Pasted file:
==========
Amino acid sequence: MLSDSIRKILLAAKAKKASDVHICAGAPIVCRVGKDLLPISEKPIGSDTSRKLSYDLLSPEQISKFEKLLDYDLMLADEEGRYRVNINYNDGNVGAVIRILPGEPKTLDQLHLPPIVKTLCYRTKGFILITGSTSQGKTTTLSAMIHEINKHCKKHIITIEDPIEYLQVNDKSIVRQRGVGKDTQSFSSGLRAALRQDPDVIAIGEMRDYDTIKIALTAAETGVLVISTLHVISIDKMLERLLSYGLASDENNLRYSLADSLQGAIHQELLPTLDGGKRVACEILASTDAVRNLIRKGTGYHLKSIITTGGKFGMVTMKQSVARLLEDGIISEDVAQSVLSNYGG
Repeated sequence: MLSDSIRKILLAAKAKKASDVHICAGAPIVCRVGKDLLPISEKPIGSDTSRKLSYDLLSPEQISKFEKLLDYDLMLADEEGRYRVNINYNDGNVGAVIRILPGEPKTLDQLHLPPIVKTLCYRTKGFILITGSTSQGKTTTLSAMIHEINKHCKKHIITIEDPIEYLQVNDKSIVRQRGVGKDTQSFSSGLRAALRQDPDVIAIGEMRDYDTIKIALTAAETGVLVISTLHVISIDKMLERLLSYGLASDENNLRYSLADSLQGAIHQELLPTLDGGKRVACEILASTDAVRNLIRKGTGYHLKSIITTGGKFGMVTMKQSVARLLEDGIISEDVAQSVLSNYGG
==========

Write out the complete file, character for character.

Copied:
Amino acid sequence: MLSDSIRKILLAAKAKKASDVHICAGAPIVCRVGKDLLPISEKPIGSDTSRKLSYDLLSPEQISKFEKLLDYDLMLADEEGRYRVNINYNDGNVGAVIRILPGEPKTLDQLHLPPIVKTLCYRTKGFILITGSTSQGKTTTLSAMIHEINKHCKKHIITIEDPIEYLQVNDKSIVRQRGVGKDTQSFSSGLRAALRQDPDVIAIGEMRDYDTIKIALTAAETGVLVISTLHVISIDKMLERLLSYGLASDENNLRYSLADSLQGAIHQELLPTLDGGKRVACEILASTDAVRNLIRKGTGYHLKSIITTGGKFGMVTMKQSVARLLEDGIISEDVAQSVLSNYGG
Repeated sequence: MLSDSIRKILLAAKAKKASDVHICAGAPIVCRVGKDLLPISEKPIGSDTSRKLSYDLLSPEQISKFEKLLDYDLMLADEEGRYRVNINYNDGNVGAVIRILPGEPKTLDQLHLPPIVKTLCYRTKGFILITGSTSQGKTTTLSAMIHEINKHCKKHIITIEDPIEYLQVNDKSIVRQRGVGKDTQSFSSGLRAALRQDPDVIAIGEMRDYDTIKIALTAAETGVLVISTLHVISIDKMLERLLSYGLASDENNLRYSLADSLQGAIHQELLPTLDGGKRVACEILASTDAVRNLIRKGTGYHLKSIITTGGKFGMVTMKQSVARLLEDGIISEDVAQSVLSNYGG